The Fox outruns the hounds of gloom

Amid the rubble of the dot-com economy, the redoubtable Martha Lane Fox and her company are living proof that the sector does have a future. And they're ready to take some risks
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The Independent Online

Two years ago, in the wake of the Paddington rail disaster, a BBC Question Time panel was debating the future of Railtrack. The array of MPs delivered the usual diplomatic answers until the camera got round to Martha Lane Fox. It was time to hear the voice of young, entrepreneurial corporate Britain – the co-founder of Lastminute.com.

"Renationalise it," she said to deafening whoops from the audience.

It was 1999 and the technology bubble was inflating fast. The Nasdaq market in the US, which became the benchmark for the madness, had soared almost 70 per cent that year alone. As the new economy grew, the investment-hungry public made rock stars of chief executives who seemed able to turn simple ideas into gold.

"It was a crazy period. I sometimes do wonder what on earth I was doing on Question Time," says Lane Fox. "On one level, I played the publicity for all I could get. On the other it was really depressing. Brent [Hoberman, her co-founder] was just as important as me, but because I was 26 and blonde, I got all the interest."

But for Lastminute, the madness was only beginning. The dot-com bubble reached its peak in March 2000, the month Lane Fox and Hoberman floated the company. Unlike the US, where internet companies were coming to market on a near daily basis, the event stood out enough to grab the whole City's attention.

The fledgling company, as an analyst once said, may have only had the annual turnover of a decent-sized pub, but the issue was 47 times oversubscribed. On its first day of trading, shares surged from 380p to over 550p – a rise that gave Lastminute.com a blink-and-you'll-miss-it valuation of £820m, and Lane Fox and Hoberman a paper worth of over £100m.

But almost from the second day of trading, the shares started to fall. They plunged with the rest of the new economy as the bubble-era faith disintegrated. At their current levels of 32p, the stock has lost 93 per cent since flotation.

"But we're still here," she says, mixing "bloodied by unbowed" with "I will survive". Though she won't turn 29 until February, she can be considered a dot com veteran. "There were a lot of terrible ideas out there, but ours is basically a good one. We do what our name says, and people buy things. I don't regret the float one bit."

She has a point. Strewn all around her are the carcasses of hundreds of UK dot com failures; across the Atlantic there are thousands more. There were the high-profile casualties such as boo.com, Web-van, Clickmango, Boxman and eToys. And below the surface there were countless smaller online ventures that gobbled huge sums of venture capital, splashed it around on advertising and a flawed business model, and finally sank without a trace.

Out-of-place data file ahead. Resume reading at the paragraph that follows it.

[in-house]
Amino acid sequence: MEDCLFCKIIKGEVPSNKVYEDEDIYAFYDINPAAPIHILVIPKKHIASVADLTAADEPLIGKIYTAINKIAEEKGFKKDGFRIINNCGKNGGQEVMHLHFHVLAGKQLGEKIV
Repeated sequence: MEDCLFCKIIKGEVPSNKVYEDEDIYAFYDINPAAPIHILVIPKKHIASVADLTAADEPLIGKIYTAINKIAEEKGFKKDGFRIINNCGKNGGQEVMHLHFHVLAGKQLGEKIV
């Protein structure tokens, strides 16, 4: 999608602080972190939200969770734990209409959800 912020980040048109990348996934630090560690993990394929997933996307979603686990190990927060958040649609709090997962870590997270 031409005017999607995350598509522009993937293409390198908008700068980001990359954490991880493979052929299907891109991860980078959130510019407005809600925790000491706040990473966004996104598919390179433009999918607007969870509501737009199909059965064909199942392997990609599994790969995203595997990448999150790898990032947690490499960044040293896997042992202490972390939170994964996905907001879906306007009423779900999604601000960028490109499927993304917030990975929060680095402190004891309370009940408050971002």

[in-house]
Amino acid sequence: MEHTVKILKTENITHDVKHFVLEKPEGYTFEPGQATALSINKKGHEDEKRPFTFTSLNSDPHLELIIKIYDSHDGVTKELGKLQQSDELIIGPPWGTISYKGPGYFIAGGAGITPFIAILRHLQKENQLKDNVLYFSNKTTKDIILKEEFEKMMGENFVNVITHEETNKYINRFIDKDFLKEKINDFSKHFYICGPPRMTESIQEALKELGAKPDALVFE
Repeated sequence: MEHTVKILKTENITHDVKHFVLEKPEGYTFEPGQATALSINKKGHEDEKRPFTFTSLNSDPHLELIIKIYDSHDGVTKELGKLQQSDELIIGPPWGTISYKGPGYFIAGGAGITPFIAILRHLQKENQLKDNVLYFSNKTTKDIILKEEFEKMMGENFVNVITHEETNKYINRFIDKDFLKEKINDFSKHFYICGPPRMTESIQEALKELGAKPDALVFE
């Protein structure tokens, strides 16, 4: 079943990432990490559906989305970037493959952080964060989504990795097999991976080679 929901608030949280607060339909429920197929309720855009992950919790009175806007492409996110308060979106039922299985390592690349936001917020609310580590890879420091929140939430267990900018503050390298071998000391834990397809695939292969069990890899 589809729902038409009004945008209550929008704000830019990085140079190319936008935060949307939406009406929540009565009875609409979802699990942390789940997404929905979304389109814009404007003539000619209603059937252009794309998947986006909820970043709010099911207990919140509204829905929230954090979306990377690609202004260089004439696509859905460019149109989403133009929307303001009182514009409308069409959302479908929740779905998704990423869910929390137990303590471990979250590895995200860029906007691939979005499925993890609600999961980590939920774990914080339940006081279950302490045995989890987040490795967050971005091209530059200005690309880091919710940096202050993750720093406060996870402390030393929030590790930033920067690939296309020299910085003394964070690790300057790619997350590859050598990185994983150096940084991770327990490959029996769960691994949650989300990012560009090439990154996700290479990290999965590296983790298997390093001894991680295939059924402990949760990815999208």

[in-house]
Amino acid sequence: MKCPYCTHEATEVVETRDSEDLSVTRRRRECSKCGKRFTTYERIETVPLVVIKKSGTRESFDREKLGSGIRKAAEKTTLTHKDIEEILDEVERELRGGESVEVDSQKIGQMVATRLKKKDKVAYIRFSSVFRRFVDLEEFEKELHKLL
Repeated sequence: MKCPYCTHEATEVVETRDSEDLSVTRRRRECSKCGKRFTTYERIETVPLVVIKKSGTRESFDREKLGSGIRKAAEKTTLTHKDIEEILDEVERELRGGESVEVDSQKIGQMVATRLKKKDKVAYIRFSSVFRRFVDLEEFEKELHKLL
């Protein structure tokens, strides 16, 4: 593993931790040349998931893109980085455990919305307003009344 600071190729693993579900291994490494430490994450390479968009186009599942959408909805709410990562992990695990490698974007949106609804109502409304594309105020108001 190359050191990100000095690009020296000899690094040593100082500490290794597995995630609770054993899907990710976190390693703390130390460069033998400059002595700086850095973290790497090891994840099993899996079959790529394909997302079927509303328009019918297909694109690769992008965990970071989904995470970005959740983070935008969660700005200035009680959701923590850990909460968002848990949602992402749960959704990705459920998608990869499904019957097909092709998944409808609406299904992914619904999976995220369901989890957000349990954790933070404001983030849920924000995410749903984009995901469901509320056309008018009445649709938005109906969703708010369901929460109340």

But Lastminute and Lane Fox, despite endless rumours of looming insolvency, are the great survivors.

"We're not getting the battering we used to, and I think that a lot of people have realised they underestimated me and Brent," she says. "I remember everyone saying that because we were building a business with people we knew, we would not be able to get tough with them. Nobody who knows me would have said that."

The most important discipline that being listed has taught them is the very lesson that the likes of boo.com ignored.

"When we started off, we raised £600,000 and made sure it lasted. It was still early days for dot coms and a lot of people we knew thought Brent and I were square freaks. There was much to prove, and wasting that money wasn't going to achieve it. Later we raised a lot of money with the float, but we had no problem resisting the urge to spend it."

Although Lastminute managed to keep its advertising spend relatively low, Lane Fox found that experience shattered one huge myth about setting up a dot-com business. The great majority of those 1999-2000 business plans touted the belief that dot coms could undercut their bricks-and-mortar rivals because their overheads were so much lower.

"It was a huge misconception that you could create anything big with small overheads. In fact, given that the whole idea revolves around technology, you often had to spend more," argues Lane Fox.

Despite their historical care with their cash, the Lastminute founders still see themselves as risk-takers – a strategy that has seen spending climb steadily in recent quarters. But even that may now be paying off. The company's biggest step since its flotation has been to expand into the Continent, where it now has a large presence in France and eight other countries. In the aftermath of 11 September and the killer blow it has dealt trans-Atlantic travel, Lastminute's focus on Europe is starting to look pretty clever.

Behind the scenes at Lastminute's survival is the former Asda chief executive Allan Leighton, now one year into his role as the company's chairman.

"He's given us a lot of focus, but despite what people might have expected he hasn't changed the culture. He's managed to sit me and Brent down and help us plan things on a long-term basis," says Lane Fox.

With more than 18 months of trading history behind the shares, and the break-even point drawing tantalisingly nearer, Lastminute is on the brink of sealing its survivor status.

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